For Fear Of Repeating Yourself
Sometimes, as a creative being, we find ourselves in a position where we think we’re creating something new when we have, in actual fact, done it before. Some people might call this a personal motif, a signature that characterises what we do. Others would see it as creative bankruptcy; a sign that the end of the creative peak is nigh. Sometimes it’s just a case that we actually don’t recognise it ourselves.
Tonight, I discovered a blog post that I had written some time ago. See, I keep all my blogs on my computer under a folder called “Blogs” (funnily enough), but I haven’t (until tonight) separated the “posted” ones from the “unposted” ones. I stumbled across this old blog, read it through and thought it was pretty good, and shipped it off to the editor of aussietheatre.com, only for her to tell me I had posted it previously.
Which got me to thinking: how can we avoid repeating ourselves? This is what I came up with:
#1: Be organised.
Yes, lesson learned tonight. Look, creative people are not the most organised people. We might be able to multitask, and we can fool people that we know where “that piece of paper with all the important stuff on it” is in the swathe of other pieces of equally important bits of paper, but in reality, we’re not terribly organised. Put things away. Title things. Put things in order. Find a space for your ideas.
#2: Don’t be afraid of repeating yourself.
Let’s be honest, we all have a signature that informs the audience of what our art is. But the more we fight against it, I reckon the more we stifle our true ability to create and also step outside of our creative “box”. Some of the most successful songwriters are known to repeat themselves with minor changes (look at a LOT of pop music today!), and artists have a “look” that represents their view on things. Writers often have a pattern that works for them and their audience. But the moment we put pressure on ourselves to be creatively something that we’re not, that’s when we can hit the wall called “writer’s block”.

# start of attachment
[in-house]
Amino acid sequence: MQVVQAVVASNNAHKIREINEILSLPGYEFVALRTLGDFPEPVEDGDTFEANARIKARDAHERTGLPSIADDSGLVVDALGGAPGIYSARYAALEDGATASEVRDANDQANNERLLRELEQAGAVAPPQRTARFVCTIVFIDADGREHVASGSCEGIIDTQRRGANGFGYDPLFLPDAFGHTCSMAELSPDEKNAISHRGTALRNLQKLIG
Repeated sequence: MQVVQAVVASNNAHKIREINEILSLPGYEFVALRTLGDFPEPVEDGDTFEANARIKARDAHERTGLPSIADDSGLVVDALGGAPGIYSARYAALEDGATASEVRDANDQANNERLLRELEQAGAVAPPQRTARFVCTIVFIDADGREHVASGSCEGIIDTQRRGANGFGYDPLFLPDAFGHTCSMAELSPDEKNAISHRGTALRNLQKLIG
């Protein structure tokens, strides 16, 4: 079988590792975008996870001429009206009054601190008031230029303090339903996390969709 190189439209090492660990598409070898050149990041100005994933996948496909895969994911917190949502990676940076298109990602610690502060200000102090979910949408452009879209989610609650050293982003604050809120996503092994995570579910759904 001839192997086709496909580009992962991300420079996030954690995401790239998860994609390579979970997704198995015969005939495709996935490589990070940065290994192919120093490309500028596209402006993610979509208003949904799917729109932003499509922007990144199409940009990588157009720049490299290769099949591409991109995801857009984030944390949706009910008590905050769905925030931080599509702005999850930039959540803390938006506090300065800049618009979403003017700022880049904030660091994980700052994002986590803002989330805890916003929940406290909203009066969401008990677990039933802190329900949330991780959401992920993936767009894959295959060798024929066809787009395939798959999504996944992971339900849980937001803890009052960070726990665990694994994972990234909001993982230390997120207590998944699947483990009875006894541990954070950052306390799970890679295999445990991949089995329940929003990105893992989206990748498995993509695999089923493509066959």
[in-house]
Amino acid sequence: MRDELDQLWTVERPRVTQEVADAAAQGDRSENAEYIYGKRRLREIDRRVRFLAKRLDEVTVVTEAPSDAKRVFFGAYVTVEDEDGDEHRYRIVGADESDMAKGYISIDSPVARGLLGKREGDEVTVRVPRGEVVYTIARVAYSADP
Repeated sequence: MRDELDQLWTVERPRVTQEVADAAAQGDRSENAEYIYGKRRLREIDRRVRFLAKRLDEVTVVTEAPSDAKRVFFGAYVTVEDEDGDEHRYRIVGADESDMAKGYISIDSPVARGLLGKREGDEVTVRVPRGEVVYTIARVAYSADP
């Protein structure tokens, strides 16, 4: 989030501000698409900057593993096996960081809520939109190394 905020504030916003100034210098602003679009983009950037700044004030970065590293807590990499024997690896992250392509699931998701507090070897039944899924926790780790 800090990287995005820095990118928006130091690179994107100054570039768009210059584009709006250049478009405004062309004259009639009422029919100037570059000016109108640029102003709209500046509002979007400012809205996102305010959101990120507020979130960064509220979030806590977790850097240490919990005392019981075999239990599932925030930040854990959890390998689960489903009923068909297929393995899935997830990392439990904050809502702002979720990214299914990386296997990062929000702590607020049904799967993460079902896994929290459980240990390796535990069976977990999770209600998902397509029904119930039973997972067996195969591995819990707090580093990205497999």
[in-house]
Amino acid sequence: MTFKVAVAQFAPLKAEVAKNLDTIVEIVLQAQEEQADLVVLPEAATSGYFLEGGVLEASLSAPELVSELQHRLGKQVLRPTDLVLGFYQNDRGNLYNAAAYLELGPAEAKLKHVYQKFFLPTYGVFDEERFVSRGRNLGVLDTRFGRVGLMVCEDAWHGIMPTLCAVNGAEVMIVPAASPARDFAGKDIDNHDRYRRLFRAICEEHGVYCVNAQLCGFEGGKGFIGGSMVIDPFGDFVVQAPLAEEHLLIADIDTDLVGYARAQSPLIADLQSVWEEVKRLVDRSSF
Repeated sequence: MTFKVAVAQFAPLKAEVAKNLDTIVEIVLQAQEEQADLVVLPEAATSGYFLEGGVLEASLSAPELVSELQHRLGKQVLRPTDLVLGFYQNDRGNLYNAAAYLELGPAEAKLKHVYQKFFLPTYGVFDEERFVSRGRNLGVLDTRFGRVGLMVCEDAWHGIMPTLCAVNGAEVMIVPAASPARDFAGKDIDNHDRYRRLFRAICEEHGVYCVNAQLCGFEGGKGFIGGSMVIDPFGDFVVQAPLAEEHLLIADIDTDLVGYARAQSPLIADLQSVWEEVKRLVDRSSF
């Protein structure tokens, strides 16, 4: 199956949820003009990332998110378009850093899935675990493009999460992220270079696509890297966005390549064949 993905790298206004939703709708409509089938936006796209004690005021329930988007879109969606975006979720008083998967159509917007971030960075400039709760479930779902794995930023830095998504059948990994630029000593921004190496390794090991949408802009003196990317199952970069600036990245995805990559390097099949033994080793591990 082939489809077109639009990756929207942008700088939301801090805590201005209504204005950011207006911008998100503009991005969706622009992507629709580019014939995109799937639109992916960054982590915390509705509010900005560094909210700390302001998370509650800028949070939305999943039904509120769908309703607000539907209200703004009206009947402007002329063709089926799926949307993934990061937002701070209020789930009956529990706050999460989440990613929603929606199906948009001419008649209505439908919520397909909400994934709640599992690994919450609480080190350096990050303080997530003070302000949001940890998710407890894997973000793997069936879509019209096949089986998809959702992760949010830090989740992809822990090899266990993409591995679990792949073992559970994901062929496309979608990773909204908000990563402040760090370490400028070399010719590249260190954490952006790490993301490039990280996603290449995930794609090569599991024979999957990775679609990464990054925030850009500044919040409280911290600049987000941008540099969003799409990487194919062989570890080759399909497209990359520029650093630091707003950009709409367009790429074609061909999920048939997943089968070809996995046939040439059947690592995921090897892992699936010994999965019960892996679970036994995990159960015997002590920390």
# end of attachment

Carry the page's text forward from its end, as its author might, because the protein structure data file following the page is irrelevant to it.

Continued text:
#3: Know what you know and know what you don’t.
And work towards pushing your own personal knowledge so that what you know you know becomes more knowledgable and you discover more about what you don’t know so what you can know more about it. Geddit?
#4: Check the past.
There’s a great book by Dean Koontz in which one of his characters systematically checks her compositions against things she has already done. See, we can be prolific, but sometimes we discover that we’ve actually just written the same thing twice. Or perhaps we “rediscover” something that we think is “found” only to learn that it’s already used (yes, I’m talking from direct experience here!). It doesn’t hurt to just have a quick glance back at our catalogue of work, just to make sure we haven’t made a replica of something we’ve already done. Now, this is different to #2 because it implies that we make a conscious decision to repeat ourselves, where as #4 is an accidental and direct “Oops, I’ve already done this!”
I don’t know if this is going to help anyone, but it’s certainly helped me!
Until next time,
Blog ya later!